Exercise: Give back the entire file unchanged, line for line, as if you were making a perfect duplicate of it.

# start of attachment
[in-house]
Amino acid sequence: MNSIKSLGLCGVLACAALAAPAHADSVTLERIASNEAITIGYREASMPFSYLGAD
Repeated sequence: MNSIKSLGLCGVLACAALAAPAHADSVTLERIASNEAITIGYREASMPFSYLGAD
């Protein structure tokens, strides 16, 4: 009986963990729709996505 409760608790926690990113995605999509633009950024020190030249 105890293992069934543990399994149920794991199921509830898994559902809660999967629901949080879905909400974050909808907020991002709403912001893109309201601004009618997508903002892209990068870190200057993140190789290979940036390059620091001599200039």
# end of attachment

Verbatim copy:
[in-house]
Amino acid sequence: MNSIKSLGLCGVLACAALAAPAHADSVTLERIASNEAITIGYREASMPFSYLGAD
Repeated sequence: MNSIKSLGLCGVLACAALAAPAHADSVTLERIASNEAITIGYREASMPFSYLGAD
């Protein structure tokens, strides 16, 4: 009986963990729709996505 409760608790926690990113995605999509633009950024020190030249 105890293992069934543990399994149920794991199921509830898994559902809660999967629901949080879905909400974050909808907020991002709403912001893109309201601004009618997508903002892209990068870190200057993140190789290979940036390059620091001599200039």